NEWARK — The Delaware baseball program is steeped in tradition as much as any Blue Hens’ athletic team.
Delaware has had just two baseball head coaches since 1965 — Bob Hannah and then one of his former standout players, Jim Sherman.
So it was pretty big news when the university announced on Saturday that Sherman is stepping down as coach after the upcoming season. Sherman has been the Hens’ head coach for the past 21 years, compiling a record 581-506.
The 62-year-old took Delaware to the NCAA Division I tournament twice, in 2001 and ’17.
Delaware opens the season on Feb. 18 in Florida.
“It’s been an honor and a privilege to serve on the Delaware baseball coaching staff for the last 28 years,” Sherman said in a press release. “I will cherish all of the memories I’ve made here as a player, assistant coach and head coach. There are so many people to thank including Bob Hannah, all of my assistant coaches, especially long-time assistant Dan Hammer, our administration, all of my current and former players, and my family.
“Although I am stepping away from baseball at the end of the spring, I will still be around as I plan to continue working in the UD Athletics Department.”
Athletic director Chrissi Rawak thanked Sherman for his career.
“It is difficult for me to put into words what Coach Sherman has meant to Delaware and Delaware baseball,” she said. “Since day one, it was clear how much he cared about this program and our student-athlete’s experience and that has never wavered.”
Entering his 28th season overall, Sherman is No. 22 on the active all-time wins list in Division I baseball and will finish second all-time in the Blue Hen record book for career wins.
Over the last two full seasons — not counting the COVID-shortened 2020 campaign — the Hens have gone a combined 33-55 overall with a 17-31 mark in the CAA. Those were the only fifth and sixth losing seasons during Sherman’s tenure.
Sherman, though, said the decision to retire was his.
Inducted into the Delaware Baseball Hall of Fame in 2008, the University of Delaware Athletics Hall of Fame in 2009, and the Cape Cod Summer Baseball League Hall of Fame in 2012, Sherman was hired in 2000 as the 15th head coach in UD history and just the third since 1956.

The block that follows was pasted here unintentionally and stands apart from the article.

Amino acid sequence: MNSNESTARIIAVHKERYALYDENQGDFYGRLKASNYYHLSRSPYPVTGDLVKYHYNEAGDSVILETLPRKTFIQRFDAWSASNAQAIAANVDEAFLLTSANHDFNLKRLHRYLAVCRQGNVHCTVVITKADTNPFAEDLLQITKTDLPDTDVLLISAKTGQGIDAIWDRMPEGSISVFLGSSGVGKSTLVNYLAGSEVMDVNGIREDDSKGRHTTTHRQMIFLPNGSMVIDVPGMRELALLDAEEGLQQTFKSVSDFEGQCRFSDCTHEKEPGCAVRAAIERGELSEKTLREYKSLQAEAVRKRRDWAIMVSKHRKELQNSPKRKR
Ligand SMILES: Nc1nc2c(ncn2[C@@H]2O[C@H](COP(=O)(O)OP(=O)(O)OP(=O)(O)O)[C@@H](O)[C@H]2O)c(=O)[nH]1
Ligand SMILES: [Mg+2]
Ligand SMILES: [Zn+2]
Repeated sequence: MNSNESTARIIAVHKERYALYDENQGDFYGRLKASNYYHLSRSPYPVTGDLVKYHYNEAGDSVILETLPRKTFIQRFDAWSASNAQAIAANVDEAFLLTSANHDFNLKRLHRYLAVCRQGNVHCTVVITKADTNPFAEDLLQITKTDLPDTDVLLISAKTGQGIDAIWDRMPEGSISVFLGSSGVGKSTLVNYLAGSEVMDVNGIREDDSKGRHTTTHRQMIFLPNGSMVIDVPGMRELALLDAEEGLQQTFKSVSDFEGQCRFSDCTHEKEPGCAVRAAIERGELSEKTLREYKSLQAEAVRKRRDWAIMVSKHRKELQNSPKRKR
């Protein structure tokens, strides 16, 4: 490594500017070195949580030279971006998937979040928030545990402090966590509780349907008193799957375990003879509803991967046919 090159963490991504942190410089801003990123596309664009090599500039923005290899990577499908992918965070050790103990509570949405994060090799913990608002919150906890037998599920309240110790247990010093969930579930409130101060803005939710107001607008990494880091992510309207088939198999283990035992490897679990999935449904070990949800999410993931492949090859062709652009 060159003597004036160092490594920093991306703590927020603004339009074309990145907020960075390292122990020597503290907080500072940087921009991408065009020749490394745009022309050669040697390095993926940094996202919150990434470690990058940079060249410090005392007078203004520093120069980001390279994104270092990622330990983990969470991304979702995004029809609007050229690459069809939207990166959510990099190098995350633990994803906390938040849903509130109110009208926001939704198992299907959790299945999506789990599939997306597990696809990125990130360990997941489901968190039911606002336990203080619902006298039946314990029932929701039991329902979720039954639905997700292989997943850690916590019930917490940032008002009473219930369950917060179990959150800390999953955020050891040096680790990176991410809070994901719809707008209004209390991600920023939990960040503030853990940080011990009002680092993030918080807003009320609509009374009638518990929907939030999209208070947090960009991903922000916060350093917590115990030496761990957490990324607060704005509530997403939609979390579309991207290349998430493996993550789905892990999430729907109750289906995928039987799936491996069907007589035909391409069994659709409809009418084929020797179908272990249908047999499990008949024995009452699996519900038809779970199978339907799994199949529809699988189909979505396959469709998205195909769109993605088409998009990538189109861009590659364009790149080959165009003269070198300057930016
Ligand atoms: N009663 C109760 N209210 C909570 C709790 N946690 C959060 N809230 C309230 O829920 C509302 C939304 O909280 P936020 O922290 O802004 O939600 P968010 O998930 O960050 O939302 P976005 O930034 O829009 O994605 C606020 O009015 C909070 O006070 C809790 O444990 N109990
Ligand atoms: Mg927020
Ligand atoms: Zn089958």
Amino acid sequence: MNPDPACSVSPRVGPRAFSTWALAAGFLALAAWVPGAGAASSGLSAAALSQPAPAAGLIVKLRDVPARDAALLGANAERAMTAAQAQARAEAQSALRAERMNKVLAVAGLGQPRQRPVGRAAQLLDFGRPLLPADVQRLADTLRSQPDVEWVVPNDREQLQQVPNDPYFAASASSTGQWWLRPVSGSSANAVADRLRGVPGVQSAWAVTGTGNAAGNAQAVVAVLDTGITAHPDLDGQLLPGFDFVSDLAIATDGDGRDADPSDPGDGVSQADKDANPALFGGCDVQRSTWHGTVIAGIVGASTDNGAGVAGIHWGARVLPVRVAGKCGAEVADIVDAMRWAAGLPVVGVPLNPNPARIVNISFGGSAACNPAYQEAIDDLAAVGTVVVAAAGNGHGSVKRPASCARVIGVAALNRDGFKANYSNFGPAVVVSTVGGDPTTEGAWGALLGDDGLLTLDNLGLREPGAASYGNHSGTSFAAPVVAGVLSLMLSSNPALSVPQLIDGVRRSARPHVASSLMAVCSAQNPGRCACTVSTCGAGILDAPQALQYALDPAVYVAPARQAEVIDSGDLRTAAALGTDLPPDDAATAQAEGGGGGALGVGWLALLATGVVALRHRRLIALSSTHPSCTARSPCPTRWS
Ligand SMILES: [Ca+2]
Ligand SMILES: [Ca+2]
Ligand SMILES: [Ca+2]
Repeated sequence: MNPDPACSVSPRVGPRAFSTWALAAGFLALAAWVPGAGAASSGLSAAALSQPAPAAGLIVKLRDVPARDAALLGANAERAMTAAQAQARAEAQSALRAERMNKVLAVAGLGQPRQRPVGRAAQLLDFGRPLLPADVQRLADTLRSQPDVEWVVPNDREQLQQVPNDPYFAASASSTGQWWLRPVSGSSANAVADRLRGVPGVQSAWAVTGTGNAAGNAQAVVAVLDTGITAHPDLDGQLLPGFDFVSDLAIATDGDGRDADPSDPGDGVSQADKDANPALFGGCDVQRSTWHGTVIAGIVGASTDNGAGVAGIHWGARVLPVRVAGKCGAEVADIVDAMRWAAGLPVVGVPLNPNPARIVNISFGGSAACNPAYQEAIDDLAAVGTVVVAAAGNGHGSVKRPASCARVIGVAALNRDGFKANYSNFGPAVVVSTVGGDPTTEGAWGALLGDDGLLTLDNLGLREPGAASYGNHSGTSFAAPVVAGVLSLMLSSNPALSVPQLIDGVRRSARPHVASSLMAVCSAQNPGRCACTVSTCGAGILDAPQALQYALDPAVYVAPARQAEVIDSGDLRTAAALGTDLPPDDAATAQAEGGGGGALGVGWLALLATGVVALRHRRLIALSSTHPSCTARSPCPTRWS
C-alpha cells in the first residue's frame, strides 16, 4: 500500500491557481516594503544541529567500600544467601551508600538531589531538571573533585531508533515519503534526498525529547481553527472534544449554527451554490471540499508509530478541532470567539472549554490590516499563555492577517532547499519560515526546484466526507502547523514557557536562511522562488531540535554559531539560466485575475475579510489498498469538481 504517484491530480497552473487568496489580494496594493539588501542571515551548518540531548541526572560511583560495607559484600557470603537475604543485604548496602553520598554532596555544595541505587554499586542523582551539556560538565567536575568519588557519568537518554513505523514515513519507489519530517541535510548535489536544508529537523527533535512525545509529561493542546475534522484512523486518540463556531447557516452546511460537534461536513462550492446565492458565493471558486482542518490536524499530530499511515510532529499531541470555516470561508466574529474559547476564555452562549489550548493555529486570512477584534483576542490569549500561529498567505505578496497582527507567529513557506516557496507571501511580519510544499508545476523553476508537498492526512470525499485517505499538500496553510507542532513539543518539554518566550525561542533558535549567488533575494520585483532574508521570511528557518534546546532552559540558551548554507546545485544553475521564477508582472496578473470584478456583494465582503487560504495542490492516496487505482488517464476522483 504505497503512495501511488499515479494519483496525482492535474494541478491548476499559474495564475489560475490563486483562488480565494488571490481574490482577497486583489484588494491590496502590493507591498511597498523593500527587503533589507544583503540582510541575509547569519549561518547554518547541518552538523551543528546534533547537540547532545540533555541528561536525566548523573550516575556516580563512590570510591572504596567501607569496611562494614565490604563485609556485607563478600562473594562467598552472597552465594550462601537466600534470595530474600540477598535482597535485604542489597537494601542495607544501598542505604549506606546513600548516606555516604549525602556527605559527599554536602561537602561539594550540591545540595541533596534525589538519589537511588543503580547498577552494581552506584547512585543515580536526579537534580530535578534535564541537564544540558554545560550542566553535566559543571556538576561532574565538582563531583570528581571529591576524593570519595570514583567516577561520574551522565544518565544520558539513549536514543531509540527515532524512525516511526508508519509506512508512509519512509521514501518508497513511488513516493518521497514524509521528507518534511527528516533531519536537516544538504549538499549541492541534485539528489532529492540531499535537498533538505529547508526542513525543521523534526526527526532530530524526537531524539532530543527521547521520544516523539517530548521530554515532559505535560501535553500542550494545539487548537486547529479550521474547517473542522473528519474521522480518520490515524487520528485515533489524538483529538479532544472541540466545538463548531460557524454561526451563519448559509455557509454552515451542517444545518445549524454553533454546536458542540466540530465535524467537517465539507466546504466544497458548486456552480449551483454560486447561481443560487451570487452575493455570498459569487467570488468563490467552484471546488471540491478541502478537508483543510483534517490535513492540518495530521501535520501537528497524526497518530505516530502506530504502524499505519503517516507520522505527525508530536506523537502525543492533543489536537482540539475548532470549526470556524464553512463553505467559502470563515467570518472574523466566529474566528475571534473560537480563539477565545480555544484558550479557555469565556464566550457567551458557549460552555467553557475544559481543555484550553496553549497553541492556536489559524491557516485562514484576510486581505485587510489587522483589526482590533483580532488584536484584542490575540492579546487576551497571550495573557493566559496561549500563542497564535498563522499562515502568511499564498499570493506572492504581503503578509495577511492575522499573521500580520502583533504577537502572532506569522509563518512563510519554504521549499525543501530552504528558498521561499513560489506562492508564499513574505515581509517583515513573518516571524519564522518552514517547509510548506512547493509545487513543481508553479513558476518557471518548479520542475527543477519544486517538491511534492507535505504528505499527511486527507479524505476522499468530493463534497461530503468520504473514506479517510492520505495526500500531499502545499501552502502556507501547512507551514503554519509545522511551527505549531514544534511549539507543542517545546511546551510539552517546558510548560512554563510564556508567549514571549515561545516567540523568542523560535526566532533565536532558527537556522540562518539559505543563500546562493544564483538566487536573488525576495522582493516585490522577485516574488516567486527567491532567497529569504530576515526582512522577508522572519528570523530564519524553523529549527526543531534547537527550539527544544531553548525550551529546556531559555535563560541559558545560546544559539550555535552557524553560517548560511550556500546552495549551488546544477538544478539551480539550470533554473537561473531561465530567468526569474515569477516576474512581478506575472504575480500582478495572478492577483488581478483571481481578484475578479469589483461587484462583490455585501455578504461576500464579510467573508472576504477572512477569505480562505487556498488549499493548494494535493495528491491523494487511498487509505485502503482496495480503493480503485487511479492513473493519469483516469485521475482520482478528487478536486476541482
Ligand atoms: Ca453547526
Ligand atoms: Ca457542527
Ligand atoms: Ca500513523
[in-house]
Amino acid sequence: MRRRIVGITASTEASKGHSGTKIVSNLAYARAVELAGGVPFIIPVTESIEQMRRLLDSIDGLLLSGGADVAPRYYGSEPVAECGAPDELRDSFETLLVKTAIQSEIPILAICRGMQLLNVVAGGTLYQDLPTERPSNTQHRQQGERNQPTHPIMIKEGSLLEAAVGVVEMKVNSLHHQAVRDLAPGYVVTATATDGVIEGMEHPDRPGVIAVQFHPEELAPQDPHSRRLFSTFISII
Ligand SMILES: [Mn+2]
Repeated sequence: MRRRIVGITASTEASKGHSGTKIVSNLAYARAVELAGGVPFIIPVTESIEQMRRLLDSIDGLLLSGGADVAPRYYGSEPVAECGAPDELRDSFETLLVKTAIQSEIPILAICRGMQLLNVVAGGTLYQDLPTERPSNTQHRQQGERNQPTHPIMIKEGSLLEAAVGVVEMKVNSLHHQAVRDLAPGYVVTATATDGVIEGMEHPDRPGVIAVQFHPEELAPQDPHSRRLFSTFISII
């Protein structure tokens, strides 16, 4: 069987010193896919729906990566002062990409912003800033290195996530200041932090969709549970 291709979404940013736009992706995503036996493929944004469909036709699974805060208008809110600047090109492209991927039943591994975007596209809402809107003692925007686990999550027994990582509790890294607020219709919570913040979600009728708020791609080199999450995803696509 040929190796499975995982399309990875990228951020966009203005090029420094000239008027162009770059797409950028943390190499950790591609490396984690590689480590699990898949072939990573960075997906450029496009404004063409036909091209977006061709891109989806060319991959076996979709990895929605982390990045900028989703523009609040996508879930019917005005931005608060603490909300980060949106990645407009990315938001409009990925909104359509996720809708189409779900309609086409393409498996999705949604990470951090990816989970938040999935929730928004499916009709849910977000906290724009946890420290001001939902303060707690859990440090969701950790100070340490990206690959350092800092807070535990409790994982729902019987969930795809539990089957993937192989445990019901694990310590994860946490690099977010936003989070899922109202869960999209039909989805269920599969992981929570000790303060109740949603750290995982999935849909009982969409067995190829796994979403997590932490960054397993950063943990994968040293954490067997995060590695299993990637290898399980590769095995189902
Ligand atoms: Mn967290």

Sherman won his 700th career game as a collegiate head coach in Delaware’s CAA Tournament victory over UNCW.
His 28-year overall head coaching record, which includes a seven-year stint at Wilmington University from 1987 to 94, stands at a 799-634 (.558).
During Sherman’s first season, the Blue Hens tied the school record of 45 victories, won the America East championship, and advanced to the NCAA Tournament.
Sherman has led Delaware to 12 conference tournament appearances, four championship game appearances, and a conference title and NCAA Tournament berth in 2001 and 2017. With CAA runner-up finishes in 2004, 2007, and 2012, Sherman’s Delaware teams have posted 30 or more wins eight times, including 13 winning seasons.
He won the CAA Coach of the Year honor in 2007.
“He will be missed among his colleagues and the hundreds of players he guided to success in the game,” said Hannah. “I thank him for the dedication and consistency he brought to our program.”
Twenty-six of his hitters and 15 of his pitchers have gone on to play professional baseball. During his time at Delaware as an assistant and head coach, the Blue Hens have had 39 players drafted.
As a player (1979-82), Sherman just one of four players in UD history to earn all-conference honors four times. He hit .347 for his career as an outfielder.
Sherman helped lead the Blue Hens to three NCAA Regional appearances. Upon graduation, he held school records for career home runs (46, which stood until 1999) and home runs in a season (15), RBI in a season (68), total bases in a season (209), and total bases in a career (489).
His 489 total bases and 227 RBI still rank No. 2 all-time in the UD career record book.
Sherman was drafted in the 14th round of the 1982 amateur baseball draft by the Houston Astros. Sherman spent five years in the Astros organization as an outfielder and third baseman, reaching the AAA level.
He spent one year on the Astros 40-man roster and two years in their major league spring training camp.